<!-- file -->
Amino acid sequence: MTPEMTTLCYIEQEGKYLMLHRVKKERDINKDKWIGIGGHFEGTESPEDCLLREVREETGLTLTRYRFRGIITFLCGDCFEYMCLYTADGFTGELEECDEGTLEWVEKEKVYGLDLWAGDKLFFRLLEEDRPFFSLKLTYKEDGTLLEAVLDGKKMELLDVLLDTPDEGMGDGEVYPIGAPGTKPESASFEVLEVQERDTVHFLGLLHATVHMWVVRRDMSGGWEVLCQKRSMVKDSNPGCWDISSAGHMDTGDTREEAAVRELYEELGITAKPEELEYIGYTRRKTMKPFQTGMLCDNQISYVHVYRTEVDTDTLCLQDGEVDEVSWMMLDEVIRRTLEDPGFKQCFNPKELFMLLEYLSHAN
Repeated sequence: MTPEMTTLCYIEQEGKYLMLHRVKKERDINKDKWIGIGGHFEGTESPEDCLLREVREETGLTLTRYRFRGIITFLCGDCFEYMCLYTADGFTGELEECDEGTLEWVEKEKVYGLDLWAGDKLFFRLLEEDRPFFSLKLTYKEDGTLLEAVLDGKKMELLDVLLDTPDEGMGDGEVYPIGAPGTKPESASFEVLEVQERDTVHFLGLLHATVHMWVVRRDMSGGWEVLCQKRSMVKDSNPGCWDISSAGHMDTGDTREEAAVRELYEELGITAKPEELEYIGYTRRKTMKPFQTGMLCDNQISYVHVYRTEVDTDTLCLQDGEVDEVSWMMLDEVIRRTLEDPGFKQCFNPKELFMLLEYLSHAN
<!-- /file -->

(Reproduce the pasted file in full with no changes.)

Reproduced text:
Amino acid sequence: MTPEMTTLCYIEQEGKYLMLHRVKKERDINKDKWIGIGGHFEGTESPEDCLLREVREETGLTLTRYRFRGIITFLCGDCFEYMCLYTADGFTGELEECDEGTLEWVEKEKVYGLDLWAGDKLFFRLLEEDRPFFSLKLTYKEDGTLLEAVLDGKKMELLDVLLDTPDEGMGDGEVYPIGAPGTKPESASFEVLEVQERDTVHFLGLLHATVHMWVVRRDMSGGWEVLCQKRSMVKDSNPGCWDISSAGHMDTGDTREEAAVRELYEELGITAKPEELEYIGYTRRKTMKPFQTGMLCDNQISYVHVYRTEVDTDTLCLQDGEVDEVSWMMLDEVIRRTLEDPGFKQCFNPKELFMLLEYLSHAN
Repeated sequence: MTPEMTTLCYIEQEGKYLMLHRVKKERDINKDKWIGIGGHFEGTESPEDCLLREVREETGLTLTRYRFRGIITFLCGDCFEYMCLYTADGFTGELEECDEGTLEWVEKEKVYGLDLWAGDKLFFRLLEEDRPFFSLKLTYKEDGTLLEAVLDGKKMELLDVLLDTPDEGMGDGEVYPIGAPGTKPESASFEVLEVQERDTVHFLGLLHATVHMWVVRRDMSGGWEVLCQKRSMVKDSNPGCWDISSAGHMDTGDTREEAAVRELYEELGITAKPEELEYIGYTRRKTMKPFQTGMLCDNQISYVHVYRTEVDTDTLCLQDGEVDEVSWMMLDEVIRRTLEDPGFKQCFNPKELFMLLEYLSHAN